He told me a bit about the construction of the Russian Cradle used by two of the acrobat artists. It’s silently, and manually, rolled out onto the stage while the audience’s attention is diverted elsewhere, but when ready, the spotlights swivel to the large box onstage, which then begins to unfold. The front drops down gently but in a mechanical and hydraulic flourish, followed by the back. Once open and the support lines taught by the weight for the front and back panels, the stage is set for an incredible acrobatic performance of strength and agility.

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One thing that David has learned from working with Cirque shows, and about steampunk with Kurios, is that nothing is really set in stone and that performances, and expressions of steampunk, while using a common theme or idea, are really up to the individual and their own vision to bring to life.

Appealing to the program manager in me, is the vast attention to details and tasks that are needed , big things like making sure the costumes are washed and dried each night, and repaired constantly, and little things like making sure the battery packs are recharged after every performance. There’s also the onstage set choreography that happens, redirecting the audience’s attention while the props are moved on and off set. That alone was fascinating to watch – how the pieces seem to just appear and disappear seamlessly in the action onstage.

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Ryan Shinji Murray says being part of a larger show like Kurios and Cirque du Soleil is the opportunity to work on a grander scale and learn new skills, work with new technologies, and get to work with a larger team of co-performers and supporting staff. Working on the brand new Acro Net required new engineering, and also took some time and effort to get used to what the net could afford in a performance. This is a trampoline on steroids and can send the artists 40 feet into the air – that definitely takes some getting used to!

Further, Ryan says that being part of the show enables him to meet other people involved in the show from around the world. Communication, cultures, getting to know people.

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Another part of Kurios, and any show, is learning how to do things, not just what is needed for an act, but for all the things that go into putting together the whole experience. Part of that is setting up the artistic tent – a place to practice, work out, train, and collaborate.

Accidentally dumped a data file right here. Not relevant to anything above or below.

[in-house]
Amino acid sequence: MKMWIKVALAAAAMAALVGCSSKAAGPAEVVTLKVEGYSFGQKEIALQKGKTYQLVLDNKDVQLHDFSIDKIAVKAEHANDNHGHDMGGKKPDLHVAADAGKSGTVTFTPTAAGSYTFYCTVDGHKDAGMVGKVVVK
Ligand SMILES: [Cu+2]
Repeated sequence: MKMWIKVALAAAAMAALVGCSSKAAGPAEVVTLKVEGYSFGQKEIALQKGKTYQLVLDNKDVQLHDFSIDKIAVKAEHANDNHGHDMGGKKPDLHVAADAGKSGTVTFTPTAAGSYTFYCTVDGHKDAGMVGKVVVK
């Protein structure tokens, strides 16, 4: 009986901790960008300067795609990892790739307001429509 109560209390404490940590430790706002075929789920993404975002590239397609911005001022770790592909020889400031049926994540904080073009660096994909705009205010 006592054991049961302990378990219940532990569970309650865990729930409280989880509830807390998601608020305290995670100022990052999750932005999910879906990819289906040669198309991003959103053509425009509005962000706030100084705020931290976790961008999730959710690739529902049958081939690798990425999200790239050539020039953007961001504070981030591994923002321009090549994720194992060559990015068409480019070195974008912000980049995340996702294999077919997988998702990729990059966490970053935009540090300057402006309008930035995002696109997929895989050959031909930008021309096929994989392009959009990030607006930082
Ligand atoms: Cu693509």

What we see in Kurios as members of the audience, like attending a steampunk convention or creating something ourselves, is just the tip of the iceberg. With Kurios, there is the performance, and the months of training and practice that goes into an act; the design and technical engineering for everything we see; the stage choreography to direct the audience’s attention and move the set pieces in and out; and further, there’s the artwork, the marketing, business processes, security, logistics, and so much more.

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What can we as steampunks take away from the experience of Kurios? Learn about yourself and what you are interested in. Learn how do something that you enjoy and do it to the best of your abilities. Learn about other things not only for the joy of learning something new but also for the appreciation of understanding how things, and people, work.

 

If you have the opportunity, put on your steampunk finest and catch a performance of Kurios. Failing that, at least buy the CD and enjoy the energy of the music.

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Head over to the website for show and ticket information, and to see which character you are in the Cabinet of Curiosities.

 

Kurios is in Seattle through the end of March, then

Calgary, Alberta opening April 9, 2015

Denver, Colorado opening June 11, 2015

then, Chicago, Illinois,

Costa Mesa, California,

Los Angeles, California.

 

For more information and interviews, check out these links

DailyXtra on Youtube

Amelie Robitaille Cirque de Soliel Interview

Nick Pitera Behind the Scenes Tour

Press release

 

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Published in: on February 23, 2015 at 10:36 pm  Comments (3)  
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3 CommentsLeave a comment

  1. […] Airship Ambassador – Kurios as Classroom […]

  2. Reblogged this on Cogpunk Steamscribe and commented:
    Circus Steampunk

  3. […] montage. There’s several posts as part of Steampunk Hands Around the World 2015 – here, here, and […]